Cardiac imaging not useful for screening healthy athletes

Cardiac imaging not useful for screening healthy athletes
The prognostic value of using cardiac imaging to screen healthy athletes is uncertain, according to research published in the Sept. 1 issue of the Journal of the American College of Cardiology: Cardiovascular Imaging.

(HealthDay)—The prognostic value of using cardiac imaging to screen healthy athletes is uncertain, according to research published in the Sept. 1 issue of the Journal of the American College of Cardiology: Cardiovascular Imaging.

Andre La Gerche, M.D., Ph.D., of the University of Melbourne in Australia, and colleagues reviewed the literature on the use of multimodality cardiac imaging to identify athletes at risk for .

According to the researchers, current evidence suggests that the accuracy of cardiac imaging is inadequate for primary screening of athletes prior to participation in sports to assess risk of sudden cardiac death. Although various modalities of cardiac imaging often identify atypical findings in well-trained athletes, such as marked cardiac dilation, reduced deformation, or small patches of delayed gadolinium enhancement, the prognostic value of these results has not been established. Uncertain test results in asymptomatic athletes may cause , further testing, and unnecessary exclusion from competition.

"We do not believe that can be recommended as a first-line screening tool," the authors write. "Rather, patient specific investigations should be focused on evaluating those athletes in whom clinical suspicion is raised by symptoms, family history, clinical exam and/or abnormalities on electrocardiogram."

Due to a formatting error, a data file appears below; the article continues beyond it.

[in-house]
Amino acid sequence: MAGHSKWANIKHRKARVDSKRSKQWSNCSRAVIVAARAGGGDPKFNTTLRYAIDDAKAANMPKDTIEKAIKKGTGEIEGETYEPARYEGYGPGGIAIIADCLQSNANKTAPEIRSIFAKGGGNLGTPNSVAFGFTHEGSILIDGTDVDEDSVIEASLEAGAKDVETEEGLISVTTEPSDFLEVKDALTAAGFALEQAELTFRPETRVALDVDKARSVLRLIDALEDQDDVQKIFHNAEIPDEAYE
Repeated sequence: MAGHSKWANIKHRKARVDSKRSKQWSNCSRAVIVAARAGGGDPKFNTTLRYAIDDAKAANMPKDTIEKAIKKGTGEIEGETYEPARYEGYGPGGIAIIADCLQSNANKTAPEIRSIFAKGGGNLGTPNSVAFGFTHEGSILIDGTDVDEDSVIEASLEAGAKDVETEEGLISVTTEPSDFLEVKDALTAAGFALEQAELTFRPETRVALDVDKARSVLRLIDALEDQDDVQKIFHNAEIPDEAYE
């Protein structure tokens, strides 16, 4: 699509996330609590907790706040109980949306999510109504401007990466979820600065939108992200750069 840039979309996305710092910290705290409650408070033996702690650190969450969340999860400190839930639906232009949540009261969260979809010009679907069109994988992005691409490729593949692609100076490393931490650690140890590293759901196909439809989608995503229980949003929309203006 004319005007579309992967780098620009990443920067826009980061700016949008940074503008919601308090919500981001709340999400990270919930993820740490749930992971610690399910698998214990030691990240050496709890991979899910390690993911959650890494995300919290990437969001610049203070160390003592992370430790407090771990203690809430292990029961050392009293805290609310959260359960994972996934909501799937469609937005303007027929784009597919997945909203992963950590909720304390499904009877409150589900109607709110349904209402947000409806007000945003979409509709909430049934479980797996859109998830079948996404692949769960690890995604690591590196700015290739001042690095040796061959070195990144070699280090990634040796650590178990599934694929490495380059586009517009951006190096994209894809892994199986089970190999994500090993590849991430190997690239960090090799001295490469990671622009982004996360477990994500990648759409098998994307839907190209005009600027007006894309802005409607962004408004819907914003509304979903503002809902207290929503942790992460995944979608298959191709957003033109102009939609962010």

Two authors disclosed to pharmaceutical and/or biomedical companies.

More information: Full Text (subscription or payment may be required)

Related Stories

Recommended for you

A-fib recurrence common five years after ablation

date 17 hours ago

(HealthDay)—Most patients with atrial fibrillation (AF) and systolic heart failure who undergo ablation have AF recurrence at five years, according to a study published in the April issue of the Journal of ...

Applied physics helps decipher the causes of sudden death

date 21 hours ago

Sudden cardiac death accounts for approximately 10% of natural deaths, most of which are due to ventricular fibrillation. Each year, it causes 300,000 deaths in the United States and 20,000 in Spain. Researchers have demonstrated ...

Cognitive problems are common after cardiac arrest

date 22 hours ago

Half of all patients who survive a cardiac arrest experience problems with cognitive functions such as memory and attention. This has been shown by a major international study led from Lund University. Surprisingly, however, ...

User comments

Please sign in to add a comment. Registration is free, and takes less than a minute. Read more

Click here to reset your password.
Sign in to get notified via email when new comments are made.